The Philippines has resumed exports of vannamie, or white shrimp to the United States and China, more than 15 years after a plagued crippled the country’s shrimp industry, the Bureau of Fisheries and Aquatic Resources (BFAR) said.
BFAR Director Asis Perez told reporters that the shrimp industry has reopened exports for two months, and expects to increase shipment volume in the coming months to take advantage of the growing demand from international clients.
He said that vannamei growers from General Santos City, Negros, Cebu and Batangas have started with the shipment of some 50 40-foot container, holding 26 metric tons each.
“The shipment is on a monthly basis, with vanamei fetching at least P250 per kilogram,” he said. The BFAR chief said that the agency expects an increase in shipment volume to about 60 containers per month, adding that they want to sustain exports amid strong demand.
“For now, the local supply remains stable. We want to focus on vannamei,” he added.
The Department of Agriculture (DA) is implementing a crash program for the local shrimp industry to revive its exporting prowess amid strong global demand.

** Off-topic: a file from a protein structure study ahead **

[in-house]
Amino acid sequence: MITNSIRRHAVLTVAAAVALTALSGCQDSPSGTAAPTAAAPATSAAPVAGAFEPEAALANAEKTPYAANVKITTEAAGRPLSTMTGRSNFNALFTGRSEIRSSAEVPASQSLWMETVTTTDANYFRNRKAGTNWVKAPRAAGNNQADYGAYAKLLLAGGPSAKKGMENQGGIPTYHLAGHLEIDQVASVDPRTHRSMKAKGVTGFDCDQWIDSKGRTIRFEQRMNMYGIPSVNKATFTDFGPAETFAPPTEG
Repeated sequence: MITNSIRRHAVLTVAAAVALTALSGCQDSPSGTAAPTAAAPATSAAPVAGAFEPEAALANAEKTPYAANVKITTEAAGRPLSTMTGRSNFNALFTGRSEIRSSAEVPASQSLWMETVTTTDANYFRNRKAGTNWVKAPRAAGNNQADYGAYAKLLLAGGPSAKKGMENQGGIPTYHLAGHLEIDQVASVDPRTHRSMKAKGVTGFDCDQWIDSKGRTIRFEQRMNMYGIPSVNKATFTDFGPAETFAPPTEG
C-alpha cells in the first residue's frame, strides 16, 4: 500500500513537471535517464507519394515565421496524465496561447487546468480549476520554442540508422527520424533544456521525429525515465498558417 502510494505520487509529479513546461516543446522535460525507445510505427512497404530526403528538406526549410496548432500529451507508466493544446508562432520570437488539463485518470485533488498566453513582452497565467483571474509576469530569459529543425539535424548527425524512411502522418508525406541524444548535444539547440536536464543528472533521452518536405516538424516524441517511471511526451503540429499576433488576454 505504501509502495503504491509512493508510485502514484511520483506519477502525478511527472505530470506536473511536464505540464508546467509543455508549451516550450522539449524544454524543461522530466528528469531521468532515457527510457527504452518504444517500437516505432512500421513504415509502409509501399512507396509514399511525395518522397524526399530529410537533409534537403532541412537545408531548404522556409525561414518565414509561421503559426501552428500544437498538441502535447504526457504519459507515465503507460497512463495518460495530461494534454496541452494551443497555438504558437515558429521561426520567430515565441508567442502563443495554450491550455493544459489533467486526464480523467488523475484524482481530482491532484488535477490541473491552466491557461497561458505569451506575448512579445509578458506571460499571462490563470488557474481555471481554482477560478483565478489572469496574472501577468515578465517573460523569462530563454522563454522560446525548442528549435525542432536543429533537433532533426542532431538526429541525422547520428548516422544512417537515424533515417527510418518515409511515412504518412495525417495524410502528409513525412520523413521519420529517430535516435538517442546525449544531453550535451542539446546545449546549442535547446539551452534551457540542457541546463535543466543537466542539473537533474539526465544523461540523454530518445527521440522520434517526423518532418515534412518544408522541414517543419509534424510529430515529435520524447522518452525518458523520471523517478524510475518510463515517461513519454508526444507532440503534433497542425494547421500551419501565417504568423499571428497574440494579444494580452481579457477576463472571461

The local shrimp industry now enjoys a disease-free status and has plenty of rootstock for breeding, placing it in a strategic position.
In April, the BFAR suspended the importation of live shrimp species to protect the local shrimp industry from Early Mortality Syndrome (EMS), a disease prevalent in neighboring countries like Thailand, Vietnam, Malaysia, China and Indonesia.
EMS, the cause of which is still unknown, is characterized by death during the first 30 days of shrimp lifespan. Infected samples show slow growth, corkscrew swimming and pale coloration.
“We are now reaping the benefits of the imposition of the ban,” said Perez.
On the other hand, Agriculture Secretray Proceso Alcala said that vannamei growers were advised to maintain their current growing practices to prevent a recurrence of the infestation.
“We appealed to vannamei growers not to abuse this so the infestation will not happen again,” he said.
He said that the production of monodon (tiger prawn) is also being strengthened.
“We are concentrating on the vannamei because tiger prawn takes longer to grow, about six to eight months,” he said.
From 1996, overcrowding of tiger shrimp hatcheries in the Philippines resulted in the prevalence of diseases that led to closure of farms.
The government has since then attempted to revive the local shrimp industry with the introduction of white shrimp, and adoption stricter sanitary requirements in hatcheries.